I quite often see photos of things online and say to myself “I can make that”, but then find that everything is that little bit more complicated than I thought it would be. I saw a photo of an adult watermelon skirt from a shop website and thought Harper would love a mini version because her favourite melon is watermelon, closely followed by ‘bunny dew’ and ‘cantaloopy’ coming in third (we eat a lot of melon in our house!). This project actually did have me in tears as it didn’t go quite to plan, but once it was all finished it looked ok and she loved it, so that’s all that matters right?! I thought I’d share things that I have learnt and show that not every project goes to plan.
I followed this excellent tutorial to make the circle skirt and the measurements here are for a skirt to fit a four-year-old.
To make 1 skirt you will need:
- ½ metre white cotton fabric (an old bedsheet works well)
- Coloured elastic (60cm)
- Black sequins (1cm diameter)
- Pink and black sewing thread
- Pink and green fabric dye (standard sachets)
- 2L lukewarm water and 85g salt
- Begin by drawing your template, pinning it to your fabric and cutting it out. For help with getting the sizes and measurements correct (as there is a bit of maths involved in making circle skirts) click here. Once you’ve cut out your shape, the middle circle is the perfect size to make a matching doll’s skirt.
2. Next serge or zig zag the inner circle of the skirt and turn the bottom hem over by ½ cm, pin and sew. Now you’re ready to get dyeing.
3. Mix up your pink and green dye in two separate dishes. Follow the manufacturer’s instructions and only use 1/3 of the packet of both dyes.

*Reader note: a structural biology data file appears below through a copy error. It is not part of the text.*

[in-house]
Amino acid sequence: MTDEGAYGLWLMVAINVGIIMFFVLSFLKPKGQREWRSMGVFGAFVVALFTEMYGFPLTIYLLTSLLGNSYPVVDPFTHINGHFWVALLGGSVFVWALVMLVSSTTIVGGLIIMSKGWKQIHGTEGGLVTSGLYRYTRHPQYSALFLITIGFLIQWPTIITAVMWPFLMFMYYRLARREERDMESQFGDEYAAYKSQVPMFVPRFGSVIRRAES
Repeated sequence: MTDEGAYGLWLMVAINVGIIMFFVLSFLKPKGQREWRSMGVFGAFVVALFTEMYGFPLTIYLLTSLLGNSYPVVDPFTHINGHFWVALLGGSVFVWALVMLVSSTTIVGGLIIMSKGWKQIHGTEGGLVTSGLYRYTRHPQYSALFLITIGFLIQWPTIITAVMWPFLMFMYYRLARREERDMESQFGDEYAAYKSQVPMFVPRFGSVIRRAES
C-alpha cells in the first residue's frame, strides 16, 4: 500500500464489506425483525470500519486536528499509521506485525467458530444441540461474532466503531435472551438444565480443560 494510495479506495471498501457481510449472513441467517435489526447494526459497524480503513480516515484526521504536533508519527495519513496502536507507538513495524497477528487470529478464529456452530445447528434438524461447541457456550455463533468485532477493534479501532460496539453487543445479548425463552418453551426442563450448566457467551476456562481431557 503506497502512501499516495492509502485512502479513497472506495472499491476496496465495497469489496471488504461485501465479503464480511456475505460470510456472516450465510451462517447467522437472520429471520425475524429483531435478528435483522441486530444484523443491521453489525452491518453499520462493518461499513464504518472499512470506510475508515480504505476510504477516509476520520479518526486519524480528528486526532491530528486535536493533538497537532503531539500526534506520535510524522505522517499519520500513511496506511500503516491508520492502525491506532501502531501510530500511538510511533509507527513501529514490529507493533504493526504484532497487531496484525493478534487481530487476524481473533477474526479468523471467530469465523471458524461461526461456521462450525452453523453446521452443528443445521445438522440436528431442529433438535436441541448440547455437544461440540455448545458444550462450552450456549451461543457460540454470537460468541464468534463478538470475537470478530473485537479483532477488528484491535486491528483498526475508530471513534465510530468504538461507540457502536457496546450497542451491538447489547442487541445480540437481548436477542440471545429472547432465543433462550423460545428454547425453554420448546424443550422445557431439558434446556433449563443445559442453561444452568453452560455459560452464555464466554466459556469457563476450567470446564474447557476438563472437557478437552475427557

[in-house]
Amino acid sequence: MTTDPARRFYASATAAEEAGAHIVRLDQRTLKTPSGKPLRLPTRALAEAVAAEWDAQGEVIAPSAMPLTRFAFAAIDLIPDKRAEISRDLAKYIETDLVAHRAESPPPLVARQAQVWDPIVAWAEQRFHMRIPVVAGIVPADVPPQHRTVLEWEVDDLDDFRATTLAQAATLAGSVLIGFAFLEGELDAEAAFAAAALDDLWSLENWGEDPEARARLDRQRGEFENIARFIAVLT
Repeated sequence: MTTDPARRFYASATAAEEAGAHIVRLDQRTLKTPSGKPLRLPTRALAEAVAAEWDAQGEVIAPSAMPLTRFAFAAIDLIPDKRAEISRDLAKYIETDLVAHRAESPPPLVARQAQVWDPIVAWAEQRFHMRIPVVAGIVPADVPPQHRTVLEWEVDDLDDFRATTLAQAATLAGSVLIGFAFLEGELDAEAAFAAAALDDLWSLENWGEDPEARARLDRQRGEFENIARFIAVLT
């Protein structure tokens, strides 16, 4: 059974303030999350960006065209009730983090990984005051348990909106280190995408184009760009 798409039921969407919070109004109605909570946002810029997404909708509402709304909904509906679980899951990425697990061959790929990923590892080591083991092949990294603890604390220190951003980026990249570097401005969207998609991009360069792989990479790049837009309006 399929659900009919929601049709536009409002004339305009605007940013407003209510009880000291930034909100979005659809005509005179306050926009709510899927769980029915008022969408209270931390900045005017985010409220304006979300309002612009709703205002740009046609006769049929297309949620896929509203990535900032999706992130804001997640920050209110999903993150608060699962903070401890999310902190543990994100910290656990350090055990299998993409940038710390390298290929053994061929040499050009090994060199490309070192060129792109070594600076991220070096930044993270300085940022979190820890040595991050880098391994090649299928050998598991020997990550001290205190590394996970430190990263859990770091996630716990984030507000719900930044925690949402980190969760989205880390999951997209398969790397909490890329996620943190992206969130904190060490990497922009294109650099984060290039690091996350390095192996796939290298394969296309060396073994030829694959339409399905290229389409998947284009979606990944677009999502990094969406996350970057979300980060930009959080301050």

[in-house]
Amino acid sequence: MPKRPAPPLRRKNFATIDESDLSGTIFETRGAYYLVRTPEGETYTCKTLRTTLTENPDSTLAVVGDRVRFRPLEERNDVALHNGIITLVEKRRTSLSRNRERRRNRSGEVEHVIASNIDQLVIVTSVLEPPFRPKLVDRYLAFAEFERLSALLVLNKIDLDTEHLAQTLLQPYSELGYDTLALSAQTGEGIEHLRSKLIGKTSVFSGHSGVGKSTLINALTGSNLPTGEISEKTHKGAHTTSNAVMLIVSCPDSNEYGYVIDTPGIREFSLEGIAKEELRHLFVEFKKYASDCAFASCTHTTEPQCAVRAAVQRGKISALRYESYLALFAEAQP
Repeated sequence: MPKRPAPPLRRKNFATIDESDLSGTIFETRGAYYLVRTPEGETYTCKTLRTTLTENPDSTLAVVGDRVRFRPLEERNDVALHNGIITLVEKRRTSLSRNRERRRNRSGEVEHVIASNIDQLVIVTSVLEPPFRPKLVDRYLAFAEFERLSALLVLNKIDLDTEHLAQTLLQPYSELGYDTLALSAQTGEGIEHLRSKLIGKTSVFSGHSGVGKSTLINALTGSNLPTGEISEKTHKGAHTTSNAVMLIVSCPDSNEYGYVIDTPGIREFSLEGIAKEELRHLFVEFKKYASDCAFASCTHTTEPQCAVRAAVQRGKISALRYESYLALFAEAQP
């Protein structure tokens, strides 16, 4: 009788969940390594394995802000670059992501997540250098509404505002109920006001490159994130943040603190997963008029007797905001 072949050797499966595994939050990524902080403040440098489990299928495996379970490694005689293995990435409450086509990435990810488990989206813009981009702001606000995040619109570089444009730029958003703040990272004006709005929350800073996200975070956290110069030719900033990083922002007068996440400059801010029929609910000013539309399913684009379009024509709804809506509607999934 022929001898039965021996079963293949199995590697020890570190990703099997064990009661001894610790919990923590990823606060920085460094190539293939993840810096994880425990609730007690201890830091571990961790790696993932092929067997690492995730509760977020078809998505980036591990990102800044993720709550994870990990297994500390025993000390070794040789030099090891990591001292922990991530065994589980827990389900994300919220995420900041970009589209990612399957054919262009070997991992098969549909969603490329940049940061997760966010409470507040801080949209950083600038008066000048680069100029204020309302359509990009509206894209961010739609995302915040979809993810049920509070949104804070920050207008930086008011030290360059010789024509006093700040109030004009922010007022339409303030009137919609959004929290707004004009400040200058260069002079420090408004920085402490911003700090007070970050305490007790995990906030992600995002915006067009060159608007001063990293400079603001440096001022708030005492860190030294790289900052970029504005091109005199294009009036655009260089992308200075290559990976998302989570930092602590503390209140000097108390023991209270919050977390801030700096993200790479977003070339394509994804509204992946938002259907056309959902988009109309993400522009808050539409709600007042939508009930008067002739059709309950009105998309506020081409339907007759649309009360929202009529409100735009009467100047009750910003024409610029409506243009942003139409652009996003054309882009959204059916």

4. Use tailor’s chalk to mark 2.5cm up from the bottom and then 5cm up from that. Have the skirt folded and dip up to the first line in the green dye. Hold for five minutes. Hang on the line until it is dry, making sure you have some newspaper underneath as the excess will drip out.
5. Now comes the tricky part…. once the green is dry, you need to dip the other end in the pink. I folded it in half and half again and then dipped it up to the second line and after five minutes pulled the skirt up a bit so the bottom edge of the pink was lighter than the top. Whilst this worked, it wasn’t as neat as I’d have liked, and there were a few too many angled lines. So after I had a little cry about this I hung the skirt upside down (pinning the green part to the line) and used a paintbrush to paint on the pink dye and make the blend between the white and pink part a bit more subtle.
6. To make the waistband I cut the elastic to the size of Harper’s waist (adding on 2.5cm). Fold the elastic in half and sew 2.5cm from the fold. Then fold the excess back on itself and sew down to flatten it.
7. Pin the elastic to the top of the skirt so it is evenly gathered and sew in place. Pinning the elastic at opposite ends onto the skirt works well at getting the gathering even. When pinning, imagine a clock face and pin at 12, 6, 3 and 9 o’clock then in-between until all the fabric is pinned to the elastic.
8. Finally, hand sew black sequins randomly onto the pink part of the skirt and you’re done! Make sure you sew them onto the front of the skirt, unlike me who sewed half on the back then had to start again.
Despite all my drama and tears over this project, Harper adores the skirt and loves twirling until she’s dizzy it in. It might not be shop-bought quality but her little smile when I gave it to her made it all worth it. I quite often forget that when I’m making things, and think that everything has to be perfect if i’m going to show you guys.
We had to do a lot of swinging, lifting and twirling in this skirt because that’s what it’s made for… that and eating watermelon in!
~ Laura xx ~